I am delighted to say that both Kansas and Missouri have White Cane Laws. What a White Cane Law does is reiterate the state’s commitment to people with disabilities, particularly those with vision disabilities, to live full, equal lives within that state. They make it, again, illegal to discriminate against people with disabilities in terms of services, housing, etc., and make it so that businesses must allow people to bring in their canes (including children–you can’t say you’re scared of that 4-year-old having a ‘stick’ and refuse to allow him/her to use the cane) and their service dogs. For example: A cabbie can’t refuse a trip to someone with a guide dog, or charge more for that guide dog to travel than the cabbie would for a person who doesn’t use a dog.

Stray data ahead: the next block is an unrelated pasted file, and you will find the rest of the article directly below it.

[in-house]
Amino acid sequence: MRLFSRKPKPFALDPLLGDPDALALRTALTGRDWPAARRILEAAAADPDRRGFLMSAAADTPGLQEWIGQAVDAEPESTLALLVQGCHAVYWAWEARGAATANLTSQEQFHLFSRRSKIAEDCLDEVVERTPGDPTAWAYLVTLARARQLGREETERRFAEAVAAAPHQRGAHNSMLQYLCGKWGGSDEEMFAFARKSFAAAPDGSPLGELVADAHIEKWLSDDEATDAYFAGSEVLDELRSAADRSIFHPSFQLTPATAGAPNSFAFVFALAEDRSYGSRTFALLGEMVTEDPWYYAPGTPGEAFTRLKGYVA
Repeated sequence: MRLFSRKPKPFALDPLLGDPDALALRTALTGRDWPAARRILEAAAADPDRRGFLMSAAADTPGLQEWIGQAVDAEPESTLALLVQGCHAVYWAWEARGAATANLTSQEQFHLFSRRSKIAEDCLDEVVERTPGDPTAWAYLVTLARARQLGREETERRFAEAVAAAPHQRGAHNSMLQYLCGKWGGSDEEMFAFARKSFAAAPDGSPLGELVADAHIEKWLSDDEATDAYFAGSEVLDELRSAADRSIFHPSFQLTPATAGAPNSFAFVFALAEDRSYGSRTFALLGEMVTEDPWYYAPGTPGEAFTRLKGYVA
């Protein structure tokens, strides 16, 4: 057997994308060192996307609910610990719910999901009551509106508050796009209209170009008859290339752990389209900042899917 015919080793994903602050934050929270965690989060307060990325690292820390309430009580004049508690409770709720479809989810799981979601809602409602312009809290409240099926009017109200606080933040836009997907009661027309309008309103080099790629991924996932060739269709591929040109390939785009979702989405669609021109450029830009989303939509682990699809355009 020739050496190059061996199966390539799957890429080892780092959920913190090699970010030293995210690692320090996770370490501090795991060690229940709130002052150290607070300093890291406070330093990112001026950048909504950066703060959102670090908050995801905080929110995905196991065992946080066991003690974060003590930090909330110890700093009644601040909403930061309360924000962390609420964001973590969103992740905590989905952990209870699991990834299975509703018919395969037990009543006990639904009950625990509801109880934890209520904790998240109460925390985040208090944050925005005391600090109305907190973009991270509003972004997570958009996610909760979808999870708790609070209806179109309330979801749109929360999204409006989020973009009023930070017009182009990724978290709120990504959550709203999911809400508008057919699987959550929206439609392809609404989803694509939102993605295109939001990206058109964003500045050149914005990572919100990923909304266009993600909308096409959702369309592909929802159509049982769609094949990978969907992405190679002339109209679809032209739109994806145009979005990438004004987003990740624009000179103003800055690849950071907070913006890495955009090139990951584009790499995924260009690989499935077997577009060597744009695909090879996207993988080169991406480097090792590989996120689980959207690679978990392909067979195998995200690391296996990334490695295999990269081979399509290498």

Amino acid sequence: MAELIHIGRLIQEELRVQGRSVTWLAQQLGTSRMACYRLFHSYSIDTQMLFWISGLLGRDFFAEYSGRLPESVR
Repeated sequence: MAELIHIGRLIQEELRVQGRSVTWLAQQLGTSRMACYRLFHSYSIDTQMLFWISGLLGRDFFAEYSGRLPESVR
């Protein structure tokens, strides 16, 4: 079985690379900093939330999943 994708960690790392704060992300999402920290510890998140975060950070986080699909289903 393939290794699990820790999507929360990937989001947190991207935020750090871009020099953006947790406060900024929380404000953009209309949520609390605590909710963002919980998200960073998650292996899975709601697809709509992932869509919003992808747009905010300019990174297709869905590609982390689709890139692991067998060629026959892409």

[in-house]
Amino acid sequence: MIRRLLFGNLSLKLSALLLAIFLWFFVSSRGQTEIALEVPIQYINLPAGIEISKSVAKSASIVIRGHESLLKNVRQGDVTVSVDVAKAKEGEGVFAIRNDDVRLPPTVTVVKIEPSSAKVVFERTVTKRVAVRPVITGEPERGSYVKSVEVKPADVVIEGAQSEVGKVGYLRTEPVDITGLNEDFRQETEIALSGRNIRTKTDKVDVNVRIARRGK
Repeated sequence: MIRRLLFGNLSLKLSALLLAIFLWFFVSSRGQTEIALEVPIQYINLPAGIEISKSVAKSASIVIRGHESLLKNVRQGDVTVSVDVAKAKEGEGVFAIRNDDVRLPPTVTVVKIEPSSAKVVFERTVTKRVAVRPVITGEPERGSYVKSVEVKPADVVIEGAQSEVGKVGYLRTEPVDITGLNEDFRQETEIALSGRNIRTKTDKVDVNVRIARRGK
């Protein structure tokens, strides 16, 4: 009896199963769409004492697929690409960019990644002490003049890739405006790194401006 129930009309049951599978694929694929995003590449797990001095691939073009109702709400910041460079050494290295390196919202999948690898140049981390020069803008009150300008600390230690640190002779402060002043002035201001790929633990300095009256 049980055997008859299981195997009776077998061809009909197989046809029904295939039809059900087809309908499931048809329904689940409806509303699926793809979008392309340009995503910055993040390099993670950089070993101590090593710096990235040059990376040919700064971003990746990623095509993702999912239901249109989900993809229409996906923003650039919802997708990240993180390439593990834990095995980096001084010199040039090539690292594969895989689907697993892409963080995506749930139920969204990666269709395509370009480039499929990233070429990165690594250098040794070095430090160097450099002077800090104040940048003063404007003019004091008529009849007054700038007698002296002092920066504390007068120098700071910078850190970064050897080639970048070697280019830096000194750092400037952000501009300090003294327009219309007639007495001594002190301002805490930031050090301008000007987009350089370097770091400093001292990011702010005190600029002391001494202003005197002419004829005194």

White Cane Safety Day is designed to both raise awareness of the law and to reinforce awareness of cane safety. Basically, it’s a way to help remind people what a cane is for, how to safely interact with someone with a cane (for instance, in Kansas, someone with a long white cane has right-of-way regardless of whether s/he’s in an intersection or not), and to reiterate that people who are blind and visually impaired are capable members of society.
There are all sorts of events for White Cane Safety Day, from rallies to governors’ speeches. While I was browsing YouTube, I found that flash mobs are a far more common way to celebrate White Cane Safety Day than I would have imagined.
Here’s one in Seattle:
And another in Tampa:
And a third in Milwaukee:
and this one in Sacramento:
Wherever you are and however you plan to celebrate, have a wonderful White Cane Safety Day!